Dynamic Efficiency
Efficiency in terms of developing and introducing new production techniques and new products
X-Inefficiency
Difference between actual costs and attainable costs
Contestable market
POTENTIAL COMPETITION a market in which there are no barriers to entry and exit and the costs facing incumbent and new firms are equal.
Hit and run competition
Firms quickly entering a market where there are supernormal profits and leaving it when the profits disappear.
Sales revenue maximisation
The objective of as high a total revenue as possible.
Profit satisficing
Where a firm makes a reasonable profit that satisifies it's stakeholders without maximising profit
Utility maximisation
The aim of trying to achieve as much satisfaction as possible
Derived demand
Demand for one item depending on demand for another item
Marginal Revenue product
The change in a firms revenue resulting from employing one more worker
Marginal product of labour
The change in output that results from employing one more worker.
Income effect
The effect on the supply of labour caused by the change in the ability to buy leisure.
Substitution effect
The effect on the supply of labour caused by a change in the opportunity cost of leisure.
Elasticity of demand for labour
How sensitive the quantity of labour demanded is to a change in the wage rate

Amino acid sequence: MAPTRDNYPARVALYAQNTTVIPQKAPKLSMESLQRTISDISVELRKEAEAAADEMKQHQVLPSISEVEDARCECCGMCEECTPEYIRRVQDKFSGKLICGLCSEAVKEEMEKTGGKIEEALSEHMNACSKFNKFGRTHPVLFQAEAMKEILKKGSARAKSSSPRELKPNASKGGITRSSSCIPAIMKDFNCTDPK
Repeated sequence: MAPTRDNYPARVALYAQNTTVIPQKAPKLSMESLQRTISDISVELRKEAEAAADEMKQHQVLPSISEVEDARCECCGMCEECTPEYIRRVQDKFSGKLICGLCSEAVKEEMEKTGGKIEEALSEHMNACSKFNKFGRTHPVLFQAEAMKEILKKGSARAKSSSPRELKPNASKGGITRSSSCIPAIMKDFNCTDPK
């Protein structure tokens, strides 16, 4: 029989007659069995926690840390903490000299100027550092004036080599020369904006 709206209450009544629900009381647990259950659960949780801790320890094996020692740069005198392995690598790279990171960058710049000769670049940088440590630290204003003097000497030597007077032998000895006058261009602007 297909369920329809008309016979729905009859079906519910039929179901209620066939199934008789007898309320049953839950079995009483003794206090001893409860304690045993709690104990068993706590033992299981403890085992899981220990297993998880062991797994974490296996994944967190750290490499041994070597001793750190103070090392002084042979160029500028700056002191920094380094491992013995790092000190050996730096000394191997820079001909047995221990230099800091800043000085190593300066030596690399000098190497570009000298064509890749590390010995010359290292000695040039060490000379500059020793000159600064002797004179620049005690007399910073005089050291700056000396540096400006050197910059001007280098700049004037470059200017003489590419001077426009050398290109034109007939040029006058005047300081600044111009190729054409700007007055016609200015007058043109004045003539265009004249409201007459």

Elasticity of supply for labour
The reactivity of the quantity of labour supplied to a change in the wage rate.
Flexible labour market
A labour market that adjusts quickly and smoothly to changes in the demand for and supply of labour.
Economic rent
A surplus paid to a factor of production above what is needed to keep it in its current occupation
Transfer earnings
The amount a factor of production could earn in its best alternative occupation, the minimum amount that has to be paid to ensure that a worker stays in his present job.
Labour market failure
A situation where the market forces of demand and supply do not result in an efficient allocation of labour resources
Monopsonist
A single buyer of labour
Oligopsonist
One of a few dominant buyers of labour
Bilateral monopoly
A market with a single buyer and seller
Discrimination
The unjust or prejudicial treatment of different categories of people, especially on the grounds of age, race or sex
Segmented labour markets
A labour market is seen as segmented if it consists of various sub-groups with little or no cross-over capability. Segmentation can result in different groups, for example men and women receiving different wages.
Geographical immobility of labour
Barriers to the movement of workers between different areas
Occupational immobility of labour
Barriers to workers changing occupation
Gini co-efficient
Used to make international comparisons of income inequality. It is found using a Lorenz curve.
Lorenz curve
A diagram commonly used to illustrate income or wealth distribution
Absolute poverty
Inability to access or purchase food, shelter or clothing
Relative poverty
A situation of being poor in comparison to peers